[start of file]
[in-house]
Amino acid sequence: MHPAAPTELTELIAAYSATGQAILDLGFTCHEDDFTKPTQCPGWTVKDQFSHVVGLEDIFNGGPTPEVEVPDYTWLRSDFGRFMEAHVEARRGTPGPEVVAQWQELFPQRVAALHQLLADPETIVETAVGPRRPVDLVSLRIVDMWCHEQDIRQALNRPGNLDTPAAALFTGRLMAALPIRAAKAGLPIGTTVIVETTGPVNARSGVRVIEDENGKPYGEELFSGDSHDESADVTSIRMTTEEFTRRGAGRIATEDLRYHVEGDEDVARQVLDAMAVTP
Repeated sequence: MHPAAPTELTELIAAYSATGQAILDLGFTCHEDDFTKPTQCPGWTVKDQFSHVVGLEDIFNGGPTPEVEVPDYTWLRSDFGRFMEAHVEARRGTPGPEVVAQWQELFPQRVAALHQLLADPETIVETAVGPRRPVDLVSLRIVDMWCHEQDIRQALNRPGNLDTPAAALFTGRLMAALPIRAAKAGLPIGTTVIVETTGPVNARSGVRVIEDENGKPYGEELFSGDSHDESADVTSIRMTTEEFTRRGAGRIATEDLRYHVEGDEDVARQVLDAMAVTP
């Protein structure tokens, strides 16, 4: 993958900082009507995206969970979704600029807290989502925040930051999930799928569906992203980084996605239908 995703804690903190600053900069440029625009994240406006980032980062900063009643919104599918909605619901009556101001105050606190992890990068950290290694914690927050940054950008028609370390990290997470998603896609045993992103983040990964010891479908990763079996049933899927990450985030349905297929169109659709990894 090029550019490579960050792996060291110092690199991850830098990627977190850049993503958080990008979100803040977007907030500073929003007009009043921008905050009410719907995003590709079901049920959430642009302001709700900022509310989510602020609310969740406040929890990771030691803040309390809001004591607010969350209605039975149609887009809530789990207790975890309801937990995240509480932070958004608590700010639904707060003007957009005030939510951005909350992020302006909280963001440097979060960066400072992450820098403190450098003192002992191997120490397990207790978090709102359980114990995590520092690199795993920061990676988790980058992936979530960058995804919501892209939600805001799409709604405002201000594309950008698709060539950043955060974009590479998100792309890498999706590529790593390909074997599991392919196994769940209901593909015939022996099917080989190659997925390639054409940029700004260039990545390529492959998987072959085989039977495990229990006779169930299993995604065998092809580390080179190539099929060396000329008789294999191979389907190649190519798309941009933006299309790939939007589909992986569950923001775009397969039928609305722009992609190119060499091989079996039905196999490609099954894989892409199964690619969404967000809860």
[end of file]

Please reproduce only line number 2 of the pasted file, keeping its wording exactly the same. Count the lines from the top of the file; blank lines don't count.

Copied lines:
Amino acid sequence: MHPAAPTELTELIAAYSATGQAILDLGFTCHEDDFTKPTQCPGWTVKDQFSHVVGLEDIFNGGPTPEVEVPDYTWLRSDFGRFMEAHVEARRGTPGPEVVAQWQELFPQRVAALHQLLADPETIVETAVGPRRPVDLVSLRIVDMWCHEQDIRQALNRPGNLDTPAAALFTGRLMAALPIRAAKAGLPIGTTVIVETTGPVNARSGVRVIEDENGKPYGEELFSGDSHDESADVTSIRMTTEEFTRRGAGRIATEDLRYHVEGDEDVARQVLDAMAVTP